primary auditory cortex function place where you recieve almost all auditory info
language dominant association cortex function (Wernicke's area) important for the analysis of speech and langauge and verbal memory
non-langague dominant association cortex function hels with musis and environmental sounds
What happens if there is a lesion in the temporal lobe? -loss of attention to auditory info-memory loss-Wernicke's or receptive apahsia-seizures-some vision problems
What are the divisions of the occipital lobe? -the pre-occipital nothc divides it from the occipital from the parietal lobe-the anterior division is the parietal occipital sulcus
What is the function of the occipital lobe? primary and secondary cotex where the main process is for visual stimuli
what can occur if there is damage to the occipital lobe? -impaired ability to process visual info-impaired recognition of color-visual hallucination-visual illusions (disotorted perception)
Where is the insula? under the frontal and temporal lobe
what are the 3 main areas of the insula? -primary gustatory cortex-anterior nsular cortex-central region
primary gustatory cortex function responsible for taste, hels with association btwn taste and smell, taste and memory
anterior insular cortex function the center for pain, links painful events with emotions or behavior
central region funciton important for linguistic and phonological processing and motor programming of speech
Where are addictions seen? in the insula
What occurs if there is a lesion in the insula? -taste and pain perceptin will change-dyslexia, apraxia, and aphasia-seizures=may taste things before they have a seizure
3 parts of the limbic system and some function -cingulate cortex-parahippocampal gyrus and uncus-hippocampus-funciton: links raw emotion to long term memory
cingulate cortex function helps with decisoin making in response to sensory data. emotional tone, bladder contol, and emotional vocalization
parahippocampal gyrus and uncus function use past memory to decide response to certain stimuli, helps with short term memory. A relay station btwn hippocampus and upper cerebral cortex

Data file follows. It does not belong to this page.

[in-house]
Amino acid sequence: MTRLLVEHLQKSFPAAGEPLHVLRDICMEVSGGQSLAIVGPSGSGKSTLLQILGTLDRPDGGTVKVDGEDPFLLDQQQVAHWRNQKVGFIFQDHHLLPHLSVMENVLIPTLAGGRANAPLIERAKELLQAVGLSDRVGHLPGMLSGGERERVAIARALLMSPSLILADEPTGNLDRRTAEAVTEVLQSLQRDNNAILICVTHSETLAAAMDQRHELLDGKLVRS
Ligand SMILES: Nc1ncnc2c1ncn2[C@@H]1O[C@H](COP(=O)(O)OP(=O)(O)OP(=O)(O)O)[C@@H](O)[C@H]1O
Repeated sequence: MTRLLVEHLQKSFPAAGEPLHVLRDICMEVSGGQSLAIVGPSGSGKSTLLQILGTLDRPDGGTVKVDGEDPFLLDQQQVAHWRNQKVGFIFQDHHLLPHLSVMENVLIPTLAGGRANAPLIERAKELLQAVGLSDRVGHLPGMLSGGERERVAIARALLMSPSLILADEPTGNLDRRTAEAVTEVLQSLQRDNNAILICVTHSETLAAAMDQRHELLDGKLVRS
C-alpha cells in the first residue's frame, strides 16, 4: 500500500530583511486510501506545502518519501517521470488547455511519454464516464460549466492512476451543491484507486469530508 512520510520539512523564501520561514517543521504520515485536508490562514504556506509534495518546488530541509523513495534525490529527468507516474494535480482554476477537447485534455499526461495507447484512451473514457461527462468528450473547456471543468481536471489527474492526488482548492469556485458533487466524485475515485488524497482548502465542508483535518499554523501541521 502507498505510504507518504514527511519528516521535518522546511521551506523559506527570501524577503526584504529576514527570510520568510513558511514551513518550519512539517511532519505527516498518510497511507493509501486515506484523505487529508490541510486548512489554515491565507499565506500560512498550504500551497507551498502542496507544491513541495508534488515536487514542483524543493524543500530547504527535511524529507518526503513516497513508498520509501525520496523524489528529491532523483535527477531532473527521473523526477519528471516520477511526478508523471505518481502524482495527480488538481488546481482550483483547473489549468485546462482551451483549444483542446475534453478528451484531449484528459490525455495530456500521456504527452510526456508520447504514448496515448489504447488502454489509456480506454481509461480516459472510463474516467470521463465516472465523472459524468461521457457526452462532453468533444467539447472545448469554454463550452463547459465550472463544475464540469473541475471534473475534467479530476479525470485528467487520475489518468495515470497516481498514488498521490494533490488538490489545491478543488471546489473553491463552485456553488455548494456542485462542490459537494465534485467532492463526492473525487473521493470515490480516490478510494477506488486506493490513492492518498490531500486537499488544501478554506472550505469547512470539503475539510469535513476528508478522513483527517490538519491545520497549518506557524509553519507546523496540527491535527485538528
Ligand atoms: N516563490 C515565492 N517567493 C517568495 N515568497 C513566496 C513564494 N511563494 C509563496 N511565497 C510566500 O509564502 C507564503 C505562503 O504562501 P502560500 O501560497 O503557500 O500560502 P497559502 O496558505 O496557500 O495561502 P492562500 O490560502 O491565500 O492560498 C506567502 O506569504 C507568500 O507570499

hippocampus function long term memory storage
What happens if there is a lesion to the limbic system? -hyperorality, bizzare eating and drinking habits, sexual behavior, and personality changes-loose of newly acquired memory, also called antereograde amnesia-spatial problem solving-can't control emotions
What is the function of the basal ganglia? -inhibits unwanted movement, hibits wanted movement, helps maintain muscle tone and motor steadiness, stores learned repetative motion, and regulates amplitude, velocity, and initiation of movement
What can happen if there is a lesion in the basal ganglia? -hypokenisias, hyperkinesia, tremor, rigidity, and bradykinesia (slow to initiate any motor movement)
What are the 4 areas of the diencephalon -thalamus,hypothalamus,epithalamus, and subthalamus-it is a collectio of 26 paired nuclei
dorsal the back (the gluteus maximus is dorsal to the ambillicus)
rostral above others "head"
caudal tail (below others) knee to the thigh
What is the point of the interthalamic adhesion to connect the 2 sides of the thalamus
What are the main functions of the thalamus? -main relay station for sensory info, send info to the cerebral cortex and cerebellum, arrousal attention and regulates conscoiusness
What happens if there is damage to the thalamus? -localization of sensory info is not correct, cortically blind and cant process pictures, not able to determine the intensity of pain
What is the funciton of the subthalamus? this is functinally part of the basal ganglia but is anatomically in the diencephalon
What happens if there is a lesion to the subthalamus? hyperkinetic movment (uncontrolled movement)
What is the function of the hypothalamus? maintaning homeostasis, basic body function (sleep/wake cycle)
What happens if there is a lesion the the hypothalamus? -it will affect a persons ability to eat or drink affectively. -Prader-Willi syndrome=subset of paternal genes missing or unexpressed (crave food all the time)
cerebellum little brain, damage to this will affect the ipsilateral side, holds 50% of the brian neurons and only makes about 10% of the brain anatomy
3 areas of the cerebellum vermis and flocculonadular lobes, anterior lobe, posterior lobe
vermis & flocculonadular lobe function control trunk muscles, and muscle close to your body: key for posture and balance
anterior lobe function control distal muscles (legs and arms), helps with walking and arm movement
posterior lobe function motor planning, timing, coordination of all muscle groups, helps with fine motor movement